The canvas fingerprint is immune to this because your browser paints the fonts the same regardless of your history, and the fingerprint itself is not stored locally.

It's also pretty aspecific. Your user agent string is likely to be more specific.

Its kind of sad that when you actually want to spend money on specific things, you're met with puke upon puke of advertising, forums infested, reviews scammed, its a hellhole just to finda good router for example.

I guess its an effect of having much money or people willing to potentially spend money in one giant network - internet. You just cant make a review site or forum which is immune to scamming, that is when sellers start hiring people to puppet around their marketing message.

    > its a hellhole just to finda good router for example
Unless you think Amazon is compromised, it's pretty easy to search on there, and order by average customer rating. That's pretty much the only way I buy things now.

Amazon's product search must be a textbook example of dysfunctional. I always search elsewhere first, because unless I know exactly what I want (or am just browsing), it's hardly possible to narrow down based on product characteristics (there are a few filters, but far to few to really work well).

The prices on Amazon are very different from the country I actually order from.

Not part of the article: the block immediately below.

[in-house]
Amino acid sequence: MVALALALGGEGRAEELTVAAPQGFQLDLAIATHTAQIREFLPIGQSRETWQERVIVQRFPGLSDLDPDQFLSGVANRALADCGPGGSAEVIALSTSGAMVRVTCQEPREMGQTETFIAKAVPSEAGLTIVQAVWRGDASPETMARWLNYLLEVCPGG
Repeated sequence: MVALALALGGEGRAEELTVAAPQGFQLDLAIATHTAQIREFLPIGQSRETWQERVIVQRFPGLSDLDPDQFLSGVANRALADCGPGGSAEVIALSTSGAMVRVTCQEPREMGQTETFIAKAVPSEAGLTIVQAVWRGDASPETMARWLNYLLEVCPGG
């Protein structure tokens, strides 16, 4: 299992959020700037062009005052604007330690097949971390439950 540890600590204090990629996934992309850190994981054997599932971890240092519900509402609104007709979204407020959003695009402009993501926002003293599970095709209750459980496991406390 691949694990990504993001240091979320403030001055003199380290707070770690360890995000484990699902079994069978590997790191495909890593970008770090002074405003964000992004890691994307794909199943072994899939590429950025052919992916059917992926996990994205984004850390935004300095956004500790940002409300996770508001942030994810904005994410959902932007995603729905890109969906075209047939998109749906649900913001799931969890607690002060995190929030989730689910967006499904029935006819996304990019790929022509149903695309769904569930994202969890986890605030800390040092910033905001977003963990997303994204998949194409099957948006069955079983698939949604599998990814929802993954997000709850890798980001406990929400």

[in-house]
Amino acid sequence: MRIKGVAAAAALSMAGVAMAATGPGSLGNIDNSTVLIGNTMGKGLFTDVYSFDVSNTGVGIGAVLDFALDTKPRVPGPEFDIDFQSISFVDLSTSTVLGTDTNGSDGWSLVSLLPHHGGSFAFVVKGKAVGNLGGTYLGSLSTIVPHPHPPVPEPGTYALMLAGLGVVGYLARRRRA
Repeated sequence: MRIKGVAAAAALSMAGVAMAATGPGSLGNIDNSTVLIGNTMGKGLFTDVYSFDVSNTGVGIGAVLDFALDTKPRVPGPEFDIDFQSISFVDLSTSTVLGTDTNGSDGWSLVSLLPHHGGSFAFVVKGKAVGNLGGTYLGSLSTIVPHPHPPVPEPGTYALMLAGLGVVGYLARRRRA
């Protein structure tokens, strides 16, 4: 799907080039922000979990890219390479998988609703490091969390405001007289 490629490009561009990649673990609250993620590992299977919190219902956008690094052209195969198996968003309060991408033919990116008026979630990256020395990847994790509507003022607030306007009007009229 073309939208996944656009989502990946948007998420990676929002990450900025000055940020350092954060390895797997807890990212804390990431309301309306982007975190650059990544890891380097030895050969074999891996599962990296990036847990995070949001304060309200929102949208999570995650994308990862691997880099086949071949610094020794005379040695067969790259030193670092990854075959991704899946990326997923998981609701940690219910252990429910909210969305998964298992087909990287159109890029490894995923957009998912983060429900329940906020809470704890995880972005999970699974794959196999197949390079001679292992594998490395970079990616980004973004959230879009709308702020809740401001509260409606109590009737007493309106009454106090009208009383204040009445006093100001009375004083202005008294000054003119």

Research like this makes me question why I use a cookie manager. Staying ahead of these intrusions takes more time than I have available (job, life, etc.) and a cookie manager is no longer the bare minimum.

In fact, I'm not sure what the bare minimum is anymore, nor do I know whether or not a cookie manager even makes a dent in privacy intrusions.

a VM still seems pretty good? what are they gonna do, benchmark it? (yes.)

it's also super quick to install and update. just snapshot before browsing anything and restore to there. you can install anything you like, before browsing anything (flash etc). there's no logical way to save any state if you throw away the hard drive snapshot.

While this is probably very close to foolproof, it is just insane that our best method to accomplish "DNT" is to... throw away all changes at an OS level :|

It is incredibly alarming to consider how much control over our own damned gear we've lost over the past 10-15 years.